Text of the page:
According to Gertrude Krause, "Awareness is the primary consideration in Gestalt therapy since it seems apparent that genuine change is difficult to achieve without awareness."   And, "I am content to limit the degree of change I effect in a client to the change in his level or levels of awareness.   Any further change is his choice and responsibility.   If I assume the responsibility or the right to change anything else about his person, I run the risk of making him more dependent than when I met him, instead of helping him become more independent of outside support.   Therefore, I consider myself primarily a clarifying agent, rather than a change agent.   My primary tools are to give attention and respect." (p. 1
How does "radical respect" relate to therapy? 
      The term "radical respect" is used to connote the attitude that the Gestalt therapist holds toward the client.   The therapist's basic assumption is that the client has within her/himself everything s/he needs for health and wholeness.   To further that goal, awareness is the primary consideration.   This quality of respect is shown during therapy in the following ways: 
  • Therapists are encouraged to clear up their own "unfinished business" so that they can clearly observe the client. 
  • Pay attention to the client's process as it occurs in the present, through such physical signs as "breathing, posture, voice, manner of speech, clarity or vagueness of expression, apparel, color or lack of it." (p. 1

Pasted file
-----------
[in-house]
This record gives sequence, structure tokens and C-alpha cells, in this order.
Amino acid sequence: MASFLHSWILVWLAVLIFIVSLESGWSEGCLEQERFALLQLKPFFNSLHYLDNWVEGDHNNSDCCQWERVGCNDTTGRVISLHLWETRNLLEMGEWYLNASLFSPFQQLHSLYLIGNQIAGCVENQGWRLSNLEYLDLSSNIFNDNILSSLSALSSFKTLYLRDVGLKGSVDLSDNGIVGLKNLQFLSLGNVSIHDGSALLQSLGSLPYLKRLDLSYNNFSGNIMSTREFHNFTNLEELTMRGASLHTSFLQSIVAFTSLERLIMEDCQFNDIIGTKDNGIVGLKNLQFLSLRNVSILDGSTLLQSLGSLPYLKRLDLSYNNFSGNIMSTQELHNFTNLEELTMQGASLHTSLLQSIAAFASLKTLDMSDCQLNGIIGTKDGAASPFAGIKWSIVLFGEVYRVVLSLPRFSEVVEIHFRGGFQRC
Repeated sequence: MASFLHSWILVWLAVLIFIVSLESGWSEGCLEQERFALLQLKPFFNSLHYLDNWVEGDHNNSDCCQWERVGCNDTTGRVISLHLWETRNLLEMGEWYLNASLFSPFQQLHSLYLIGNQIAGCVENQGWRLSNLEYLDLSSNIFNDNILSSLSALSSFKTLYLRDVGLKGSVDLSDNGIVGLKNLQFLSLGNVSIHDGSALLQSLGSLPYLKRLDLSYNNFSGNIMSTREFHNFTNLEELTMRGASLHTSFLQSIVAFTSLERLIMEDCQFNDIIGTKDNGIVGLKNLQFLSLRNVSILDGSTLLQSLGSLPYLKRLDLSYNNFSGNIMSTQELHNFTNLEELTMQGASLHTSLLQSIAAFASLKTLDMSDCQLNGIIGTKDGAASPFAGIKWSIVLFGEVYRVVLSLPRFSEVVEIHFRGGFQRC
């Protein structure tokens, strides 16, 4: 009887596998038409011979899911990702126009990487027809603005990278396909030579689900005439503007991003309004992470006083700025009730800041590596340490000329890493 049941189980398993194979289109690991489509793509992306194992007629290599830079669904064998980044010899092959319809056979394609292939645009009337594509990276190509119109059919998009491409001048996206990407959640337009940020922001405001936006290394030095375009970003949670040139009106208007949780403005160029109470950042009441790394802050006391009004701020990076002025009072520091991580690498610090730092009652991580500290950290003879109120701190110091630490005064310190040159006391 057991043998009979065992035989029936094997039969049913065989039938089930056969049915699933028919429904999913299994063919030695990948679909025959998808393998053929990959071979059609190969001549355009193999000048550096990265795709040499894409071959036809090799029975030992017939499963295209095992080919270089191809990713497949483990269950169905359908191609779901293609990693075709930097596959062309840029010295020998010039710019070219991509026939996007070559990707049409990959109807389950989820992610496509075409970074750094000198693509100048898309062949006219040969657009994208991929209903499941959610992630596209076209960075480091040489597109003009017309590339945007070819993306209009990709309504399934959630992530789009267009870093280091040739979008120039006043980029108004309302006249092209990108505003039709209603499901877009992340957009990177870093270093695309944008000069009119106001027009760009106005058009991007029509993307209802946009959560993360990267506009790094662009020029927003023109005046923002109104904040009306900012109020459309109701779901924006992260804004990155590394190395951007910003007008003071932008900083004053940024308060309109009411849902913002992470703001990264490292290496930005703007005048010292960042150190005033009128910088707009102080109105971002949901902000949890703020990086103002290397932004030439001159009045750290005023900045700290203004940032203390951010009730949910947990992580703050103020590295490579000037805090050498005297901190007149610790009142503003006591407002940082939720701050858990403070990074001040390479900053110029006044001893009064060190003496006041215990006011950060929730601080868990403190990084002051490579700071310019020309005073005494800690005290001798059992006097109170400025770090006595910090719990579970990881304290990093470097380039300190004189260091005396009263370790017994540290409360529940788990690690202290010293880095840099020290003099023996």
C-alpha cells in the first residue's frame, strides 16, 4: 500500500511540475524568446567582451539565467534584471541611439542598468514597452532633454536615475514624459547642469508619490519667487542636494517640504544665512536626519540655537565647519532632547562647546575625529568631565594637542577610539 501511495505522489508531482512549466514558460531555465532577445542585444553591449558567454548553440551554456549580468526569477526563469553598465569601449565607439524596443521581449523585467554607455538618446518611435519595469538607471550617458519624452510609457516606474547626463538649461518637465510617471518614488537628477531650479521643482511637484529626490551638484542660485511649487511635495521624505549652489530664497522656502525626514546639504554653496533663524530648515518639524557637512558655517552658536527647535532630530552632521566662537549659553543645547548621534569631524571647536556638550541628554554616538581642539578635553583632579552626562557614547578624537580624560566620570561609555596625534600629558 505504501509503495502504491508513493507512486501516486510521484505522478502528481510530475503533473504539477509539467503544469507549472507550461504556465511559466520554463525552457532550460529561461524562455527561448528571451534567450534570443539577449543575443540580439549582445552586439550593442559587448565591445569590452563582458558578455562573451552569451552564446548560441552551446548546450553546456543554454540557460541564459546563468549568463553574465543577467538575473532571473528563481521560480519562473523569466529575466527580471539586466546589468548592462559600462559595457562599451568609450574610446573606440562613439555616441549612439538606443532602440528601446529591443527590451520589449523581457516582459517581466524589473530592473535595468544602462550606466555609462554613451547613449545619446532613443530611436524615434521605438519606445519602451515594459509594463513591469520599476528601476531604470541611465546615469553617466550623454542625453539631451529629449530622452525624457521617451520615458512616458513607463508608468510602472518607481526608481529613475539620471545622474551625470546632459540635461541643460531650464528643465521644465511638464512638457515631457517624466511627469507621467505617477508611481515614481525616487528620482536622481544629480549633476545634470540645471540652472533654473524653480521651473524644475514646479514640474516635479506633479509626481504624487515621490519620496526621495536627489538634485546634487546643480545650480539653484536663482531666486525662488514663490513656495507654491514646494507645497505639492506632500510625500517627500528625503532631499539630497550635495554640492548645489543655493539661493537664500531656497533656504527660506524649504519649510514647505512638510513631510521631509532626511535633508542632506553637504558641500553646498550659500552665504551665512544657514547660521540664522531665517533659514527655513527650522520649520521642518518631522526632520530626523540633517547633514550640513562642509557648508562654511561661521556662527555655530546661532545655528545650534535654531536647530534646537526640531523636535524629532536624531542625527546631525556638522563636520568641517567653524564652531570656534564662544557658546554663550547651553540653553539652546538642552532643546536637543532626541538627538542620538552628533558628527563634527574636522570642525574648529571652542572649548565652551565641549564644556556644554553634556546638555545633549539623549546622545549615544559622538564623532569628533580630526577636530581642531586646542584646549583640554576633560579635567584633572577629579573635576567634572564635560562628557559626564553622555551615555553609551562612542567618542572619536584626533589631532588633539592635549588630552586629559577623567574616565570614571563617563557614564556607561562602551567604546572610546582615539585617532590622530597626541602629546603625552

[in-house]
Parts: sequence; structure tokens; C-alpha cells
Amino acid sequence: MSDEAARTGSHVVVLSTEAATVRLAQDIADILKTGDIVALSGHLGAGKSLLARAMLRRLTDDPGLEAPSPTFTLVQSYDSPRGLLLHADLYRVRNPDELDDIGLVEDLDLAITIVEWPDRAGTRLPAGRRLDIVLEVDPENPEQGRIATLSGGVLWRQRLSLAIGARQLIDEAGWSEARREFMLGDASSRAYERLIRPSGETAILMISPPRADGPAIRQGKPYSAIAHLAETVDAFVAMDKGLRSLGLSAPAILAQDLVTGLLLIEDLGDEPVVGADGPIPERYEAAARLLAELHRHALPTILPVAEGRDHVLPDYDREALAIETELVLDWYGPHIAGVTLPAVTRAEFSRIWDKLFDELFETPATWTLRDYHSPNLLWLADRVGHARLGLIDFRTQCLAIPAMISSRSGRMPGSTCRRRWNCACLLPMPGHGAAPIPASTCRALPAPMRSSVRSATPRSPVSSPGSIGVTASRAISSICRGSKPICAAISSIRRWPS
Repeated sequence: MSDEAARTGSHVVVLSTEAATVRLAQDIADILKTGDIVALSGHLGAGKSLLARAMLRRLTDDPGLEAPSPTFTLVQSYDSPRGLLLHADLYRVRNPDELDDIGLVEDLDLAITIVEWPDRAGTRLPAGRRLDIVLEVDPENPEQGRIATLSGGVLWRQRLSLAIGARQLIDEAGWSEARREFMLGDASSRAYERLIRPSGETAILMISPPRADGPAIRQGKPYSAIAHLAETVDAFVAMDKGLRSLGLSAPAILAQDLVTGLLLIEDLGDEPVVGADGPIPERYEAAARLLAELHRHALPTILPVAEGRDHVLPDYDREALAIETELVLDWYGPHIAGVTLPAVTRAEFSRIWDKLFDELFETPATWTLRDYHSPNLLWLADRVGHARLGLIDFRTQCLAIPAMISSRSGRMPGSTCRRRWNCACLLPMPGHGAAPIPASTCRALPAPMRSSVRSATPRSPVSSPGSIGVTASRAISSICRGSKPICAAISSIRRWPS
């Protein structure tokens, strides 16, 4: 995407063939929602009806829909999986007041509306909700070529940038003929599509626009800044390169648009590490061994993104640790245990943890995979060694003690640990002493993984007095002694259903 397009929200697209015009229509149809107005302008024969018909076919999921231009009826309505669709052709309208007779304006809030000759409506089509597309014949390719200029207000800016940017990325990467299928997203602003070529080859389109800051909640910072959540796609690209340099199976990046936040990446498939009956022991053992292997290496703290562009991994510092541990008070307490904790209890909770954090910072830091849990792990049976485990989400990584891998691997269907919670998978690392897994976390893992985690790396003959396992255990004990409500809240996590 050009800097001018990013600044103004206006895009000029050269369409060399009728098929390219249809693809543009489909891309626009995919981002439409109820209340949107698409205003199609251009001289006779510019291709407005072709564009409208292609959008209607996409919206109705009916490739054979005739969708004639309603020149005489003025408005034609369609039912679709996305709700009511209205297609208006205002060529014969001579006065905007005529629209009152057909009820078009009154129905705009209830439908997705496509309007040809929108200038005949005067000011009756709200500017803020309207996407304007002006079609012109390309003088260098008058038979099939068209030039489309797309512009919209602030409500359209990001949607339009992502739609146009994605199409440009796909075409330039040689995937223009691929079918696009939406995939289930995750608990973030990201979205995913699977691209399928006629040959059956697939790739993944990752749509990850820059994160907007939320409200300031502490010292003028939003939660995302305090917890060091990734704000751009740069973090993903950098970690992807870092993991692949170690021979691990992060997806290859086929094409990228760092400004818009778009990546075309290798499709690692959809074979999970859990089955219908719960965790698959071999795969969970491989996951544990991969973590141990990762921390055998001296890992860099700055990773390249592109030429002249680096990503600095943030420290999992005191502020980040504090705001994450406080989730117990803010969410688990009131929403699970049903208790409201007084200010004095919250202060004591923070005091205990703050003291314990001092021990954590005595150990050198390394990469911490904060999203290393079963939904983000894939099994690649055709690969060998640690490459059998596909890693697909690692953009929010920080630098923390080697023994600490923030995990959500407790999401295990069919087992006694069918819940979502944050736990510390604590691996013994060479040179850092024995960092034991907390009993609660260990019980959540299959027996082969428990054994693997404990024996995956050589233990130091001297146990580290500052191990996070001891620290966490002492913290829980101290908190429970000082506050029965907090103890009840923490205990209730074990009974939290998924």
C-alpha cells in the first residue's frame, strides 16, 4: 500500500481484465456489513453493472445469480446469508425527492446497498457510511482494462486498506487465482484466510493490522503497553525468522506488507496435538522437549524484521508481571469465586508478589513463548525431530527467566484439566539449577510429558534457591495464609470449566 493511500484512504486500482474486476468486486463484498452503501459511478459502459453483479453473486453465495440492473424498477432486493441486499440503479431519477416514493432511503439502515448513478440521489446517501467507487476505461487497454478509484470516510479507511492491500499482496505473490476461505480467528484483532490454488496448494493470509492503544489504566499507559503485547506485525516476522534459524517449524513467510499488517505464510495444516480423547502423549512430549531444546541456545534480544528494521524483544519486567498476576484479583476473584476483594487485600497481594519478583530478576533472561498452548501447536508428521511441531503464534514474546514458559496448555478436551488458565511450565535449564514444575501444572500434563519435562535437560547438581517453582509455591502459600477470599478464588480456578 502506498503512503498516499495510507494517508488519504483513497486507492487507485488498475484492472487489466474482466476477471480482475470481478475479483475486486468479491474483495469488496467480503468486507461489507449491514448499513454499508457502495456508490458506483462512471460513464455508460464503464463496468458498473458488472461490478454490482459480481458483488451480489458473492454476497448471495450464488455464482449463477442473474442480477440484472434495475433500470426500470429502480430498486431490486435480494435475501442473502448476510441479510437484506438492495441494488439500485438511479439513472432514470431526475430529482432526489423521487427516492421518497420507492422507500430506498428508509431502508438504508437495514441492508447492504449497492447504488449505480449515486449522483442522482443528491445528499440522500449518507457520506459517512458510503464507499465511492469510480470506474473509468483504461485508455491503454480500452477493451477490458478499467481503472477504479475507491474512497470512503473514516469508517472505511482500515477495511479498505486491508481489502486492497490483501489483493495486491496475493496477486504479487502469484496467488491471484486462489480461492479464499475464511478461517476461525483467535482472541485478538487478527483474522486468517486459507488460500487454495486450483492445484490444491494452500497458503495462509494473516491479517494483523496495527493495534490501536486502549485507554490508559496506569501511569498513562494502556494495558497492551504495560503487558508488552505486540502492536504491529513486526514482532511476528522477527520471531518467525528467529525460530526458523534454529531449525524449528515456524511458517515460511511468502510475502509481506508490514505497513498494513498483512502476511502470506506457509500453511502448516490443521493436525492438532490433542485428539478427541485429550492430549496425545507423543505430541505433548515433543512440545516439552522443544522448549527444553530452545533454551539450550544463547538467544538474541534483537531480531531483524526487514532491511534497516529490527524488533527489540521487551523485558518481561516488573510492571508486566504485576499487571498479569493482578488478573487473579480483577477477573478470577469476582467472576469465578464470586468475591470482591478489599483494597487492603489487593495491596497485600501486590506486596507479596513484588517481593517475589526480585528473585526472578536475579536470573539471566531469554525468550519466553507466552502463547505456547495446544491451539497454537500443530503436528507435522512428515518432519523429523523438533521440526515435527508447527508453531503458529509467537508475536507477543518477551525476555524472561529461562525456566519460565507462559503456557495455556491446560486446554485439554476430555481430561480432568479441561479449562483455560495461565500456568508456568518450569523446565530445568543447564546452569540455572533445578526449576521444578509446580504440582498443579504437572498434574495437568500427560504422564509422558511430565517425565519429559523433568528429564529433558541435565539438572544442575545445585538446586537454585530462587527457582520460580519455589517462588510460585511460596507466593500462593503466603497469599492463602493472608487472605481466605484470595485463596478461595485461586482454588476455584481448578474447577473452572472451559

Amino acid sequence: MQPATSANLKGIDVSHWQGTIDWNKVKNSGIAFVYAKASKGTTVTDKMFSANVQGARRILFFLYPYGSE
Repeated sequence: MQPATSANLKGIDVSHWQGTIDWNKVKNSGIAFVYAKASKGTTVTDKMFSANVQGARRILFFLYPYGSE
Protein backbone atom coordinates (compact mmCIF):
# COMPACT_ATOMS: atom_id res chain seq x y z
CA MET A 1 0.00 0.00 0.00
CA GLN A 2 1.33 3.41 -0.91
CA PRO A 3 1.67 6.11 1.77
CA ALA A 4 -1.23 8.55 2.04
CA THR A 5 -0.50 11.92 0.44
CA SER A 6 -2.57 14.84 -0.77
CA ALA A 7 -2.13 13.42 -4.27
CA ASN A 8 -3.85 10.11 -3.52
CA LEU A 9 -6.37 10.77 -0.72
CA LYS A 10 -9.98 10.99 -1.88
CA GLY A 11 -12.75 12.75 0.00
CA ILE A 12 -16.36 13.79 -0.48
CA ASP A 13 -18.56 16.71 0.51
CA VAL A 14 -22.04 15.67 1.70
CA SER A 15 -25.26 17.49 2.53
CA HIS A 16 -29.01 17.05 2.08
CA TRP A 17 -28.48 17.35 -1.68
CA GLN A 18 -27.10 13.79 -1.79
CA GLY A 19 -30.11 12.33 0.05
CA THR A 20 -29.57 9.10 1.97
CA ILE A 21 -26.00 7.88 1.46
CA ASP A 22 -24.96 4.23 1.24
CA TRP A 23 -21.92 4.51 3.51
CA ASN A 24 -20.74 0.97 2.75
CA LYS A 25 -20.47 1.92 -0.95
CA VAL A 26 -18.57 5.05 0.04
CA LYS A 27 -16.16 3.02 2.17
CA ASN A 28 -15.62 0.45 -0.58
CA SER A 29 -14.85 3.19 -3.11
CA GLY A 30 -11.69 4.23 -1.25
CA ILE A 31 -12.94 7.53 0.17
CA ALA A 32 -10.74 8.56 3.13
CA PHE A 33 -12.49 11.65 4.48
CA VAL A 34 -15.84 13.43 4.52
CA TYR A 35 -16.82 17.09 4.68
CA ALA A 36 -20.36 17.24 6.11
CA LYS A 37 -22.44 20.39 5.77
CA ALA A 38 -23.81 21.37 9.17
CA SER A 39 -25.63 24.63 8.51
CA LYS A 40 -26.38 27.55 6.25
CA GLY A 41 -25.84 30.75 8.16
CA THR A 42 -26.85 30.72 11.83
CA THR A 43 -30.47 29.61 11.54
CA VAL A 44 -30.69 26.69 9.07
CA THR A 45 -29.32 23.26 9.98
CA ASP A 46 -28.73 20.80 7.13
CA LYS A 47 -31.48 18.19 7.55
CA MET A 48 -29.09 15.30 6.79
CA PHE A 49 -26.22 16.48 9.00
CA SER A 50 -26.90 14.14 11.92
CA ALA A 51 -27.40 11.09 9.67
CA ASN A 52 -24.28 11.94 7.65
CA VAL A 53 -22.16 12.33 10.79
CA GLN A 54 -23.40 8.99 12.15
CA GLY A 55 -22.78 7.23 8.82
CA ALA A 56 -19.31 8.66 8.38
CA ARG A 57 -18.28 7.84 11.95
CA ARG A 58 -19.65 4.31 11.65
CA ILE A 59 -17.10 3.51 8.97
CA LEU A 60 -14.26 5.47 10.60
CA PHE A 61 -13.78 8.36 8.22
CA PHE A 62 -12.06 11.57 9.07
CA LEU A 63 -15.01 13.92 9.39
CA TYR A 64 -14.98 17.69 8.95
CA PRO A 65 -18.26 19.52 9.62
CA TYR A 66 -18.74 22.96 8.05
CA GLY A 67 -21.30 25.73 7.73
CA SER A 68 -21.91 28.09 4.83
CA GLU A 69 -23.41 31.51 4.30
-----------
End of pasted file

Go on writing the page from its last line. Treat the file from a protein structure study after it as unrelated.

• Assist the client in experiencing their process in the present by experimenting with words or gestures which might be congruent with their core experience, enabling the client to experience directly how a true statement fits. 
  • Suggestions are made so that the client has a choice to follow them or not. 
  • Resistance is respected as a valuable area to explore.   By noticing the current validity of each fear, the client can enter new territory at their own pace. 
  • The therapist is not attached to the client responding in a particular way;   there is no right answer to any question asked. 
  • There is no set interpretation of dream symbols or any set of techniques that are always used. 
(More Notes on Gestalt Therapy Training, by Gertrude Krause, 1980;   used by permission.) 

Gestalt methods seem pretty "schizy" to me.   For example, the "Empty Chair" exercise looks like someone with multiple personalities.   How can it be helpful?
      In the experience of an exercise like the "Empty Chair," the aspects of self which emerge and are "given a voice" are in no way indicative of some personality disorder or disintegration.   To the contrary, in the course of this sort of first-person dialogue or interaction, such potentially fragmented facets of an individual's unique ground and wholeness are made experientially present and aware, and thereby re-integrated. 
What is the meaning of the statement, "Gestalt therapy is body-oriented"? 
      Gestalt therapy is not so much body-oriented as it is whole-person oriented.   There are two primary reasons, however, why Gestalt therapists may choose to draw awareness to the relationship between the client's stated problem and the ways that this problem resonate in their physical body. 
(1)   Through clinical experience we know that talk alone is often not effective or that when the client only talks about the problem, awareness and change are normally very slow.
(2)   The body's physical response, when it occurs as a result of discussing the problem, is a response that can be observed in the present moment, and which can change as the client gains insight.   This physical component can become a tool for the client to use as a way of knowing: 
  • What's true for them
  • When they are in direct contact with their own process 
  • How changes occur as they apply their attention to the process in the present.